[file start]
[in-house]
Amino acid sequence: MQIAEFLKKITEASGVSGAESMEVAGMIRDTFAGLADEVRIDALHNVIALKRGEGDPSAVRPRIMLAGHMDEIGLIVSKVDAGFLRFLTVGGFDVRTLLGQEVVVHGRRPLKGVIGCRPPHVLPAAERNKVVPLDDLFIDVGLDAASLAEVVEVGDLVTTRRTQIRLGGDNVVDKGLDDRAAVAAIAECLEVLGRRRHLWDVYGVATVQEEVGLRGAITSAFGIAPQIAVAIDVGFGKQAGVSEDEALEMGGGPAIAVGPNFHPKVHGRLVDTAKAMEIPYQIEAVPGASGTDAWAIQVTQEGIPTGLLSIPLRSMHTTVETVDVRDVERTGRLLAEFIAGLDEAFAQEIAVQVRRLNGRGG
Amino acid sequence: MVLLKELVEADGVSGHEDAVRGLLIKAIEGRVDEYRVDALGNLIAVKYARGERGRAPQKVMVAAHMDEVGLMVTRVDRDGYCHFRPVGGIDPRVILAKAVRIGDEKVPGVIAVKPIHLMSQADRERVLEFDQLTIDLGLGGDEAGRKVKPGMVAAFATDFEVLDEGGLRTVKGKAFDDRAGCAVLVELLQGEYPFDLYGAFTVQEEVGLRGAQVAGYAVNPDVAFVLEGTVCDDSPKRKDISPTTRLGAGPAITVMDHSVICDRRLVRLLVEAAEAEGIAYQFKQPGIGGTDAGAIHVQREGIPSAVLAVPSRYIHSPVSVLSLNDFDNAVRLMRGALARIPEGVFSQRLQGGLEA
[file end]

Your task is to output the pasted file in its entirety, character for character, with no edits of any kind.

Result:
[in-house]
Amino acid sequence: MQIAEFLKKITEASGVSGAESMEVAGMIRDTFAGLADEVRIDALHNVIALKRGEGDPSAVRPRIMLAGHMDEIGLIVSKVDAGFLRFLTVGGFDVRTLLGQEVVVHGRRPLKGVIGCRPPHVLPAAERNKVVPLDDLFIDVGLDAASLAEVVEVGDLVTTRRTQIRLGGDNVVDKGLDDRAAVAAIAECLEVLGRRRHLWDVYGVATVQEEVGLRGAITSAFGIAPQIAVAIDVGFGKQAGVSEDEALEMGGGPAIAVGPNFHPKVHGRLVDTAKAMEIPYQIEAVPGASGTDAWAIQVTQEGIPTGLLSIPLRSMHTTVETVDVRDVERTGRLLAEFIAGLDEAFAQEIAVQVRRLNGRGG
Amino acid sequence: MVLLKELVEADGVSGHEDAVRGLLIKAIEGRVDEYRVDALGNLIAVKYARGERGRAPQKVMVAAHMDEVGLMVTRVDRDGYCHFRPVGGIDPRVILAKAVRIGDEKVPGVIAVKPIHLMSQADRERVLEFDQLTIDLGLGGDEAGRKVKPGMVAAFATDFEVLDEGGLRTVKGKAFDDRAGCAVLVELLQGEYPFDLYGAFTVQEEVGLRGAQVAGYAVNPDVAFVLEGTVCDDSPKRKDISPTTRLGAGPAITVMDHSVICDRRLVRLLVEAAEAEGIAYQFKQPGIGGTDAGAIHVQREGIPSAVLAVPSRYIHSPVSVLSLNDFDNAVRLMRGALARIPEGVFSQRLQGGLEA